I usually break things down into two specialist areas — that of the Subject Matter Expert (SME) and that of the Technical Producer. This post covers my short list of recommendations for the SME.
Producing eLearning is unique in that we are often asking people who have little background (or interest!) in full blown multimedia design to create multimedia lessons that are then aggregated, in various ways, to create courses.
To a typical SME, having to learn a second career as a multimedia developer is pretty discouraging.
Because it removes them from the natural habitat of their knowledge base (which is the reason you’ve asked them to be a SME in the first place — there’s a post in there somewhere about the care and feeding of SME’s, but I digress).
It is only natural that we want SME’s to have easy tools and methods at their disposal in order to rapidly prototype their content (you can probably tell I have one hand raised in favor of agile development).
Here’s my short list of SME tool categories with quick explanations of each of my picks.
Adobe Captivate (formerly Macromedia Captivate — $500 list)
I’ve used Captivate most over the past few years as my content creation tool of choice.
Captivate combines sequential object aware screen capture with a PowerPoint on steroids approach that leaves most SME’s feeling empowered (instead of intimidated). It also has tools to build in pretty nice interactive simulations and is SCORM compliant.
(SCORM compliancy for tools is something that deserves an article in itself — In short this is an industry standard that enables tools, systems, and content to talk to one another — ergo, you want to make sure any lesson creation tool you use is SCORM compliant.)
The short scoop — Captivate is easy for the SME’s to rough out their lessons, then the content can be pushed out to various formats for editorial review or further technical development (Microsoft .doc, compiled Flash .swf, developer Flash .fla).
Knowledge Planet’s Firefly ($10,000 list)
A tool that I have not had a chance to use but have been pretty impressed with in demo’s is Knowledge Planet’s Firefly. Don’t let the fact that it’s hard to find Firefly details on their web site fool you — this thing is powerful (see a Firefly demo here).
It is also SCORM compliant and does just about everything that Captivate does — but, instead of capturing screenshots of software, Firefly builds an interactive mimic of the entire application interface of anything you are capturing.
Not only does it provide a richer experience that feels much more like the real app, it also provide multiple task paths that SME’s can easily edit. (i.e. What’s the ‘correct’ way to print in Word?). This, combined with an instructionally sound “See, Try, Do, Test” lesson model may make Firefly worth the $$ (which I often see discounted every quarter to $5000 sans personal training).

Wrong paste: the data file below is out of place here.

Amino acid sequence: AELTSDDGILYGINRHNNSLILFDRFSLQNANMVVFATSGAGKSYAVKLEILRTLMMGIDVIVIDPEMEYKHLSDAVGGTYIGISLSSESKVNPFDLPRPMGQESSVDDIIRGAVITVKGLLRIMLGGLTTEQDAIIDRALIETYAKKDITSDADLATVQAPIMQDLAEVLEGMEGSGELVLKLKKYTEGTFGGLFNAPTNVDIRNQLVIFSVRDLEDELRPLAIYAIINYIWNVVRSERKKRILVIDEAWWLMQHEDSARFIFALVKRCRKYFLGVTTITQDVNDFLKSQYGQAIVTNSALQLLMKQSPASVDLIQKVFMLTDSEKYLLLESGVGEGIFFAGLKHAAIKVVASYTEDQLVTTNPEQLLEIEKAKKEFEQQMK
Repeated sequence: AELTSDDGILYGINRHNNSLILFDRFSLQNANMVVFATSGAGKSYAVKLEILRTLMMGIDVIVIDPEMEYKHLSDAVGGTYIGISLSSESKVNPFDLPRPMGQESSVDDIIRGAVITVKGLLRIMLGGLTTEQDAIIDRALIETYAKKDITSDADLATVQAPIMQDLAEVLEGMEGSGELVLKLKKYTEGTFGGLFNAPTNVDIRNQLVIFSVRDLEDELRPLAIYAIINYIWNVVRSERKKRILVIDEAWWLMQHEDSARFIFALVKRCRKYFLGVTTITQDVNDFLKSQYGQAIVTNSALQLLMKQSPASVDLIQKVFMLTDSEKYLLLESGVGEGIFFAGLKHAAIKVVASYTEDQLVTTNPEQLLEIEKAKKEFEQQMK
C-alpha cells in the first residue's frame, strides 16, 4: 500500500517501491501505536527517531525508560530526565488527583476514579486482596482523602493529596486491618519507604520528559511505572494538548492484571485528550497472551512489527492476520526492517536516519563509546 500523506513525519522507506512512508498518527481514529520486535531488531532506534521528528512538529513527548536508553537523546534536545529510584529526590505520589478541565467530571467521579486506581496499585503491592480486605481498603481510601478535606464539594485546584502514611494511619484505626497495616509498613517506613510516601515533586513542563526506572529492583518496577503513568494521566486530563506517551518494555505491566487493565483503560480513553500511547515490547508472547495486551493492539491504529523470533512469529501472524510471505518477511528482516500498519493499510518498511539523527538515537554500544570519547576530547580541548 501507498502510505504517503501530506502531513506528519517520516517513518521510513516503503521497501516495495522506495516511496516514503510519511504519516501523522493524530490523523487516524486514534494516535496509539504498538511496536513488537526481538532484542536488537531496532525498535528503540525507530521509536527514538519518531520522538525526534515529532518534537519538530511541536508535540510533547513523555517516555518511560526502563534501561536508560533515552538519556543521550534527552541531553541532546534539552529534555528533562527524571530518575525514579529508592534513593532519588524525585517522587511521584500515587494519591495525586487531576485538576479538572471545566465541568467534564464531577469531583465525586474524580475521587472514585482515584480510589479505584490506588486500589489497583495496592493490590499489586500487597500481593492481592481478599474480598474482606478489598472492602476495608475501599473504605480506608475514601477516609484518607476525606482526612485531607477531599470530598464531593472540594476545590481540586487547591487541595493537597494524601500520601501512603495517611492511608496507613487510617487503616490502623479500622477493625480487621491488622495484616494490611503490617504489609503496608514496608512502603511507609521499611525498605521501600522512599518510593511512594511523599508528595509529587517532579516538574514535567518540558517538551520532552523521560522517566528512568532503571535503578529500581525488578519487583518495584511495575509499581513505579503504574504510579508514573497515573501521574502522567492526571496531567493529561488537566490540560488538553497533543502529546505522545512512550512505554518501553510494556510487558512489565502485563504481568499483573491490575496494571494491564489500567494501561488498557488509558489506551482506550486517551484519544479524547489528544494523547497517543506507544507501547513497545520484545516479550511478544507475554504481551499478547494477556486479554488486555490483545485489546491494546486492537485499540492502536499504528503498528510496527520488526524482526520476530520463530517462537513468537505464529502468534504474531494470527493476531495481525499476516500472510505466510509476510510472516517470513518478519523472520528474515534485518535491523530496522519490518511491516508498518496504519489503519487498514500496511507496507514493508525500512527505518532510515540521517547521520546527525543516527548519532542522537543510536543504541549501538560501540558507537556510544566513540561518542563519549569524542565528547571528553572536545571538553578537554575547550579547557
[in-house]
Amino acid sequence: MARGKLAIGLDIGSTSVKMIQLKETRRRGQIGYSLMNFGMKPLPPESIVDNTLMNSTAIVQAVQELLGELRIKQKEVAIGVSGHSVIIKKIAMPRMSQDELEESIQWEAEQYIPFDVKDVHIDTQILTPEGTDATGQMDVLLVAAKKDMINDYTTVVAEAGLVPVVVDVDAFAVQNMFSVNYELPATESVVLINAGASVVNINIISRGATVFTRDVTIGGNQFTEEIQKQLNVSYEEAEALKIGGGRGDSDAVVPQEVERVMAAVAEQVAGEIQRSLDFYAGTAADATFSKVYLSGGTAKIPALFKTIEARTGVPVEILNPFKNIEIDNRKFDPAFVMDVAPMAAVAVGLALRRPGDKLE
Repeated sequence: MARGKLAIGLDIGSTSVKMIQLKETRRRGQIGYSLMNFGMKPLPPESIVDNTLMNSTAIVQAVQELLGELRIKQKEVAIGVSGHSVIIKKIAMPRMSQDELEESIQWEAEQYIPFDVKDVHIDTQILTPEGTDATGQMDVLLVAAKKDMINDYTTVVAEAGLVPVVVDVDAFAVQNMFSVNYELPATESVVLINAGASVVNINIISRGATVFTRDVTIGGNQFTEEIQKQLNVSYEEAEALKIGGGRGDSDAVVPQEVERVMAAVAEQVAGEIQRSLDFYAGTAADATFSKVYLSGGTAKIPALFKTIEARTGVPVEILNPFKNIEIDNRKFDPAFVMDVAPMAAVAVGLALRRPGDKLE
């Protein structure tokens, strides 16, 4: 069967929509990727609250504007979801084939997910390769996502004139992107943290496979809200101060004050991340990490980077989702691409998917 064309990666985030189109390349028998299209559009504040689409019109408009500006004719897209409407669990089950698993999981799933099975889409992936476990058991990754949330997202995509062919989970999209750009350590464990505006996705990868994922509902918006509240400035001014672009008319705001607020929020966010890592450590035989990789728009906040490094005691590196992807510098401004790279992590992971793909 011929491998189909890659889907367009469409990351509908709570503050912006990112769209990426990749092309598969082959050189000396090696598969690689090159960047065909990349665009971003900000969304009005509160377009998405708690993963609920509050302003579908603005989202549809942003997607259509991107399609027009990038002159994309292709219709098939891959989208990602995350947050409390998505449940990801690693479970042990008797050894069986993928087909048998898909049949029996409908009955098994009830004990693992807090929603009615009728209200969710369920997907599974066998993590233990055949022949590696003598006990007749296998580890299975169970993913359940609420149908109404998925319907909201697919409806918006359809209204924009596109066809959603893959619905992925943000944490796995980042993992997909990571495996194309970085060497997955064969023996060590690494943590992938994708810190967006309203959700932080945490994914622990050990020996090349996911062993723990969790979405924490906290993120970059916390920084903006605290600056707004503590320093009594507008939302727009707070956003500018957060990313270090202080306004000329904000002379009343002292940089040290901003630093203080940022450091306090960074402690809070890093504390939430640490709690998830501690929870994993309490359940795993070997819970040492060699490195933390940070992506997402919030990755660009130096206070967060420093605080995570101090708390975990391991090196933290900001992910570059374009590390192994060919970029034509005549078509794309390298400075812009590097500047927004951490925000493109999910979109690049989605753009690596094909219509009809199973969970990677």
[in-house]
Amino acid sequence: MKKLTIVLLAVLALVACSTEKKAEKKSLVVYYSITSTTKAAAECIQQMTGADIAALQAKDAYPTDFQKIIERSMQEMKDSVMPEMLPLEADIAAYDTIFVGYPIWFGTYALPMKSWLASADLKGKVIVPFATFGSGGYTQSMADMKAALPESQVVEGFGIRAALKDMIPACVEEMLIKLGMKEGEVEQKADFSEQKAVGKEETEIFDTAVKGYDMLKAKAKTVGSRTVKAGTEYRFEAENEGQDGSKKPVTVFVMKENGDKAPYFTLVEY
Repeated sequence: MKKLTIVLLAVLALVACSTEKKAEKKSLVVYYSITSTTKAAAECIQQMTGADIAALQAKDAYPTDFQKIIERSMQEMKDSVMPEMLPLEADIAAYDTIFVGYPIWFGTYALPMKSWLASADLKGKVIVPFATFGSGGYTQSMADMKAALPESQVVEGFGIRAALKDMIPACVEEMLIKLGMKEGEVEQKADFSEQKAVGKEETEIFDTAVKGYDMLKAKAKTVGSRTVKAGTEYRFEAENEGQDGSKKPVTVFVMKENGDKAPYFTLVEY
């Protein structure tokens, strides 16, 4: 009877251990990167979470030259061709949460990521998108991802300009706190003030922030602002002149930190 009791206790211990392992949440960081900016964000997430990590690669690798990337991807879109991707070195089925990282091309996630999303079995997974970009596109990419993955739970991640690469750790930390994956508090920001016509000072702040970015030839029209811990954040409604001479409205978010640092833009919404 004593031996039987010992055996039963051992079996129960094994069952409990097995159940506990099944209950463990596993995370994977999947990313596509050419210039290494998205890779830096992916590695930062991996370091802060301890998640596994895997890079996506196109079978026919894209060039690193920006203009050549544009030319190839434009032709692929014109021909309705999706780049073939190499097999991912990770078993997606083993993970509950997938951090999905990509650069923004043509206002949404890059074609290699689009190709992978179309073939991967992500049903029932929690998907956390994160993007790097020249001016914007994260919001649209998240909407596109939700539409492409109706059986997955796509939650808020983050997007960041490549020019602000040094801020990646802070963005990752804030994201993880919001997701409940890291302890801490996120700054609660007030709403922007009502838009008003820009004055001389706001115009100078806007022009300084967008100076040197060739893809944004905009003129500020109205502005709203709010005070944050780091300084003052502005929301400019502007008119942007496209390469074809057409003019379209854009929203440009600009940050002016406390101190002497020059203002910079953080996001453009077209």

I’m a firm believer that eLearning content prototyping should not bottleneck at the door of the geeks (read graphic designers and multimedia developers).
I don’t know about you, but my teams always have way too much great content to produce to wait around for anything that impedes the rapid prototyping process.
I say, let the designers create the master styles and set the SME’s free to rapidly storyboard their stuff.
As such, every SME needs to know how to do simple image formatting (crop, resize, outline, drop shadow) and they need an easy to use tool to do it.
Adobe Fireworks (formerly Macromedia — $300 list)
Fireworks is my tool of choice for editing images for the screen (this applies to SME’s as well as multimedia devs). It combines the best of pixel and vector image editing features into a single tool and keeps everything in a layered and fully editable .png file.
With the Adobe acquisition of Macromedia, it’s unclear what Fireworks future will be, given that it inhabits a middle space between the Adobe heavyweights of Photoshop and Illustrator.
For now, it’s still my tool of choice because I think it does the best job of handling this space without being an intimidating tool – again, a very important variable for the SME.
Whenever a lot of file collaboration is necessary, version control software becomes imperative. The last thing you every want to do is lose vital pieces of work (which is easy to do if you are passing files around among even a few participants).
Microsoft Visual SourceSafe (VSS)
The standalone version of Microsoft Visual SourceSafe is the tool I’ve used most often on my teams. Problem is that it is woefully outdated in it’s standalone form (thought it’s great if everybody is an up to date Visual Studio developer — good luck with SME’s on that).
Microsoft’s standalone product offerings on this have been so lame for so long, that I’m actively looking for an alternate solution. (And, no, Microsoft’s Sharepoint is not a solution for this in my book – it wasn’t built for multimedia files and is more difficult to manage over the long haul than even the old standalone versions of VSS).
The tool that has generated the most buzz for standalone version control of late is called Subversion. While I have not used the tool, it (along with some accessories) looks very interesting. (e.g. Tortoise adds Subversion control to Windows via right click menuing in the file explorer).
If I were setting up a new environment, I would definitely take a look at Subversion. Did I mention that it is open source and free?
That’s the short scoop. These recommendations, of course, are all predicated on the supposition that you have a Learning Management System (LMS) and a Learning Content Management System (LCMS) to feed content through.
Feel free to send alternate suggestions in the comments — always interested in hearing about alternate solutions. Continue reading eLearning Software Recommendations for the Subject Matter Expert (SME)…